I have been asked many times what got me into alternative medicine. My answer is simple: I want to truly help and make a difference in people's health.
Constructing Our Reality: The Primary Channels and Perception, Part 1
My favorite topic of discussion within Chinese medicine is the acupuncture channel systems. First of all, each of us have them. They are part of our bodies; not something external to us. To learn about the acupuncture channels is to learn about ourselves.
Musculoskeletal Disorders Take Center Stage
Looking for the latest on the musculoskeletal pain epidemic and the increasing premium placed on preventive strategies including chiropractic? Check out The Impact of Musculoskeletal Disorders on Americans – Opportunities for Action.
The Rest of the Patient Story
I've written previously about allowing a patient to tell you their story – about taking the time to listen and engage all the aspects of their case history, the injury in question, and the related issues.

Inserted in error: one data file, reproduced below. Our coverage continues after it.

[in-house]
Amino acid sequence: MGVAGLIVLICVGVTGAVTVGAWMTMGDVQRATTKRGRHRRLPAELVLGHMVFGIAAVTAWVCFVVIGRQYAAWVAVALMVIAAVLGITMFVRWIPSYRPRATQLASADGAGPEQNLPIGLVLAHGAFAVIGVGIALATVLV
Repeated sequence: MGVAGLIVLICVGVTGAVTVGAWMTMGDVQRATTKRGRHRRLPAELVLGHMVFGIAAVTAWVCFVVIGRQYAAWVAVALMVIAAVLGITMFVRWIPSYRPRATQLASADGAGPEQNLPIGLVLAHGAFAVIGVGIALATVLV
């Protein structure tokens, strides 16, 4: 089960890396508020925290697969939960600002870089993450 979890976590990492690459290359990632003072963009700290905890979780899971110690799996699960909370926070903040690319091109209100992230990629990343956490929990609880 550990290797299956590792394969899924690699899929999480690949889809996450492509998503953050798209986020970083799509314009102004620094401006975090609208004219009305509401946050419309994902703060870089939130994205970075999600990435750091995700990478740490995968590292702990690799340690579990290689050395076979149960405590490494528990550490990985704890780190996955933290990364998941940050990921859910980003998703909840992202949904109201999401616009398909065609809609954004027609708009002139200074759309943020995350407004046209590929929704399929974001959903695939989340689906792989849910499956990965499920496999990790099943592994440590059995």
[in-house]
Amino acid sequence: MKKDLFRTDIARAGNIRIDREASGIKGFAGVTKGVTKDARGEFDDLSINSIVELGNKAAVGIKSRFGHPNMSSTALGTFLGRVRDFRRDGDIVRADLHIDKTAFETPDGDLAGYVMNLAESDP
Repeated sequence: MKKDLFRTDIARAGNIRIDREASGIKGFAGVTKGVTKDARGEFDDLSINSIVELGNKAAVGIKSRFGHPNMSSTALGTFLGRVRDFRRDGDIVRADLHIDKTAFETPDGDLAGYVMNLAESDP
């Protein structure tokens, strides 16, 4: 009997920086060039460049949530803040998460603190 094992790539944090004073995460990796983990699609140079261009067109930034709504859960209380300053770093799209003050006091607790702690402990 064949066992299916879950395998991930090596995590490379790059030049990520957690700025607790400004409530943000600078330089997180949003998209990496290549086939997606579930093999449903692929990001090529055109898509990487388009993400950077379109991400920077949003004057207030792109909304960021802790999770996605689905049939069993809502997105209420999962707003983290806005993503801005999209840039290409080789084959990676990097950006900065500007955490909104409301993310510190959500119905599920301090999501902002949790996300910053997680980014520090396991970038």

Health and Wellness Partnership
Yo San University of Traditional Chinese Medicine and The Wellness Center at the LAC + USC Historic General Hospital recently joined forces to extend care to the residents of Boyle Heights area of Los Angeles.
How to Find and Fix TL Nerve Impingements
The thoracolumbar junction (TLJ) and the peripheral sensory nerves that exit from it are frequent, important and rarely recognized sources of lower back, pelvic and hip pain. Let's outline a clear exam protocol for diagnosing the problem.
Roots in the Community, Branches Far Beyond
The Jung Tao School of Classical Chinese Medicine (JTS) was founded in 1998 by Sean Christian Marshall in Sugar Grove, North Carolina, a small community near Boone in the state's westernmost mountains.